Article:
This post was written by second year Duke MBA, Deidre-Ann Nelson. Deidre’s post originally appeared on Fuqua’s “Daytime MBA Student Blog” which has lots of great posts about the Daytime MBA experience from the student perspective.
Needless to say, consulting is definitely a hot topic at business school! And I wanted to investigate the world of consulting for myself, but with a hands-on experience outside of an internship. Fortunately for me, this is a unique business school opportunity, and Fuqua has several options to choose from.
This past spring, I participated in the Global Consulting Practicum in Social Entrepreneurship (GCP) led by Fuqua’s Center for the Advancement of Social Entrepreneurship. GCP is now a part of the overall Fuqua Client Consulting Practicum (FCCP) which provides opportunities for student teams to consult with both commercial and social sector clients in the US and abroad.
Through the program, I was able to consult on a product development and market entry strategy for a social enterprise, and earn course credits at the same time. My client was Shane Immelman, current CEO of Kommunity Groups, a South African based education development and uplifting organization. With a small staff (around 20 people), they were operating several businesses, including the successful LapDesk or TutuDesk initiative, which provides portable desks to school children in South-Saharan Africa.
In order to participate in the practicum, I completed an application, was selected, and then put into a 5-person team. We took classes once a week in the evening, during Fall Term II (specifically from November – March) to help us learn consulting frameworks, understand consulting engagement, and complete initial research for our clients. From March 2 – 16, we spent two weeks on-site with our client in Johannesburg. Our classes continued after the trip until April, focused on a series of working sessions and presentations on our findings.
As is true in the professional world, there were plenty of challenges leading up to our March departure. This included an intense MBA curriculum (hello operations and the infamous cranberries case*), interviews for summer internships, health issues, conflicting team schedules, and client engagement challenges. As March approached, my team learned to become very flexible as we had significant changes to the scope and context of our project.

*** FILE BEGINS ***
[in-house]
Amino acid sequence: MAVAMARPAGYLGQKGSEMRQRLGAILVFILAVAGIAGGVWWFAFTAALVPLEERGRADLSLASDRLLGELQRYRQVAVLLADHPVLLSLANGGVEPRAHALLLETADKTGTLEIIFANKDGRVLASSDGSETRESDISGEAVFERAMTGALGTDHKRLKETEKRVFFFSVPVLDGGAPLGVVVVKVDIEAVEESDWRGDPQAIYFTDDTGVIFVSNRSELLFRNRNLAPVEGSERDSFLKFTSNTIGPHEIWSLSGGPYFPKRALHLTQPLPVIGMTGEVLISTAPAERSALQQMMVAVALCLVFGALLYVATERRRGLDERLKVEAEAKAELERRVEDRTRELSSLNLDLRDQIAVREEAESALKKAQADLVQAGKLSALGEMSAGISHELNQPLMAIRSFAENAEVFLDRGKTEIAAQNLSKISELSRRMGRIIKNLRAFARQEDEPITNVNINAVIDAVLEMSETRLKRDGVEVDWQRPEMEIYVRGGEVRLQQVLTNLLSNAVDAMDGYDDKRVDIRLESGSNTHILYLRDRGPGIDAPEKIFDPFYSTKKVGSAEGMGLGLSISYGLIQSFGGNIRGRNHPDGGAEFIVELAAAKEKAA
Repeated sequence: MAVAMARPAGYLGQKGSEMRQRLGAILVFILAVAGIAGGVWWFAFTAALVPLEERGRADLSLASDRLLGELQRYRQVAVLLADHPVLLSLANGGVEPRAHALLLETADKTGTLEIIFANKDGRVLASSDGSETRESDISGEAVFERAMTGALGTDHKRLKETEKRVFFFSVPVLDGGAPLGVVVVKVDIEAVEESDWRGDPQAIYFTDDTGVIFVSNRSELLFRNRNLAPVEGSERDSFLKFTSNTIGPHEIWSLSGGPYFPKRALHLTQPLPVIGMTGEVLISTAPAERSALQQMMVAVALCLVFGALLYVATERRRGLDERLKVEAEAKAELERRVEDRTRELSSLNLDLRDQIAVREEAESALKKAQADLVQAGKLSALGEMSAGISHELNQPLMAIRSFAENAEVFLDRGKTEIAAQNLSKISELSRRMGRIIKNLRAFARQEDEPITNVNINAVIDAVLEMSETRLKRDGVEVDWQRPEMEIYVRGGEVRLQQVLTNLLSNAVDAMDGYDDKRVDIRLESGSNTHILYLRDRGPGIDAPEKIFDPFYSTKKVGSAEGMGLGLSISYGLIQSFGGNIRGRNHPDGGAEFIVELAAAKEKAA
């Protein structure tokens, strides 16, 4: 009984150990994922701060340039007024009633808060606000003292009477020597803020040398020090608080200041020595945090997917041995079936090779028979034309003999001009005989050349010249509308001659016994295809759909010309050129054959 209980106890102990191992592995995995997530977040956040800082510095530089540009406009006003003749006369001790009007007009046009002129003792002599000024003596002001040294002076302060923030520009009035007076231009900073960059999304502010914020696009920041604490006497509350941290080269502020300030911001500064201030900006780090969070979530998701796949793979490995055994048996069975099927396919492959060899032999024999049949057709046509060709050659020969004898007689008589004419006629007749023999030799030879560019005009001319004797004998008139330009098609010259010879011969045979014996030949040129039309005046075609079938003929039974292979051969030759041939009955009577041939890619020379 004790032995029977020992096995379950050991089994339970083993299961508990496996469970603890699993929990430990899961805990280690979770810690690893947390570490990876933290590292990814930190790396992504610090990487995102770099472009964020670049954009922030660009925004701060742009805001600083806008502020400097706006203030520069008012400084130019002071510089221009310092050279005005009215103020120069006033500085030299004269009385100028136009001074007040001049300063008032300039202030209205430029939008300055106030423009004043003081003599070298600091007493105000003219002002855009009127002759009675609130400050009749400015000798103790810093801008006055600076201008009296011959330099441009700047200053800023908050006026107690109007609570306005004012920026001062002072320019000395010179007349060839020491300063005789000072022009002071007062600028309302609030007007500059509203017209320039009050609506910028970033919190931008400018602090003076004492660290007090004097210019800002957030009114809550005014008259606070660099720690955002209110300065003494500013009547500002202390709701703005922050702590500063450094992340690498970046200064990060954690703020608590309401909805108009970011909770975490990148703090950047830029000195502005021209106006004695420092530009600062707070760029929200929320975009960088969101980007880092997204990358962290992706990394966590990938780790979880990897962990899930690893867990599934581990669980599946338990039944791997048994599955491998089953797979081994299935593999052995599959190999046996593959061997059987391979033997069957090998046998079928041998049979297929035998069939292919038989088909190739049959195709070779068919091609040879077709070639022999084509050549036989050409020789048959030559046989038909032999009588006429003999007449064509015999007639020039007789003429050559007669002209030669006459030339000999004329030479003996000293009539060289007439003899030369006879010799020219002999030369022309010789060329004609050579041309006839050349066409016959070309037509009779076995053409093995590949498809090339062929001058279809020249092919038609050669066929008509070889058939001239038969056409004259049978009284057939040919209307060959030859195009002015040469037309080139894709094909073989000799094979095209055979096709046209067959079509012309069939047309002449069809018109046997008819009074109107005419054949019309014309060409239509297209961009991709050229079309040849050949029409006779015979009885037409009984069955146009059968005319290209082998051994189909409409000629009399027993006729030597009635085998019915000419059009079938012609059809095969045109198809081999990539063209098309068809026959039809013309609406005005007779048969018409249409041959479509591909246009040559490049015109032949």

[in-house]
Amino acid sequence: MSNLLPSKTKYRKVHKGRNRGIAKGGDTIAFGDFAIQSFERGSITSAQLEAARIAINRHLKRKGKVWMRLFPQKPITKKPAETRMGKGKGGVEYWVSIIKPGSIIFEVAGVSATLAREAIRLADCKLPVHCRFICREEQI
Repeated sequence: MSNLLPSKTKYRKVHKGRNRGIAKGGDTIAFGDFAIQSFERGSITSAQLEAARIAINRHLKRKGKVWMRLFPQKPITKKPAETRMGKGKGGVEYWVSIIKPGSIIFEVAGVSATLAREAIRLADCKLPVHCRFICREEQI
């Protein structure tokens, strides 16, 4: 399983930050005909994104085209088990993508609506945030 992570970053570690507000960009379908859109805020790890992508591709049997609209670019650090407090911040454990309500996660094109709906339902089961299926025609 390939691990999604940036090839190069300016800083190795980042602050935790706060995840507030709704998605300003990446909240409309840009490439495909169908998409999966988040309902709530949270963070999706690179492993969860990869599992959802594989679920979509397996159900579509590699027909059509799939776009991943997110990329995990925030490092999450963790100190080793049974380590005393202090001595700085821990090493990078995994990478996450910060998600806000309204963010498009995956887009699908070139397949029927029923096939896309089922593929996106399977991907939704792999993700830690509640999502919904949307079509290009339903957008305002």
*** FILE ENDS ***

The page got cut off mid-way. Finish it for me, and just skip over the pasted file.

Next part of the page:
But then visiting Johannesburg was a phenomenal experience that added tremendous context to the project. History came alive as my team and I traveled around for our consulting assignment and interacted with local citizens. This was my first one-to-one exposure working with a social entrepreneur and it was inspiring. The Kommunity Groups team had a lot of energy, relentless passion, and blinding hope in their mission and impact, even when faced with stark challenges. In the end, my team was able to observe a ton, and we provided several short- and long-term recommendations to help the business finish their product and think through a profitable market entry strategy.
While we worked really hard in South Africa, there was also plenty of bonding time — from visiting the Apartheid Museum and the World Cup stadium, to a weekend Safari in Pilanesberg. Forget NatGeo, this was the real thing! Though I was getting over a miserable cold, it didn’t take away from just how fortunate I felt to be experiencing so much, so quickly.
The practicum allowed me to understand the impact consultants can have on an organization. The experience also provided interpersonal growth and new peer relationships. My team was awesome and we really leveraged each other’s skills and interests to solve a challenging issue for a client doing very meaningful work. In my opinion, whether you pursue a consulting career in the end or not, opportunities like this are invaluable.
* The cranberries case is commonly covered during our operations course. It is a live simulation case, and teams of students make “live” management decisions that impact the profitability of the factory. Teams compete to win the case.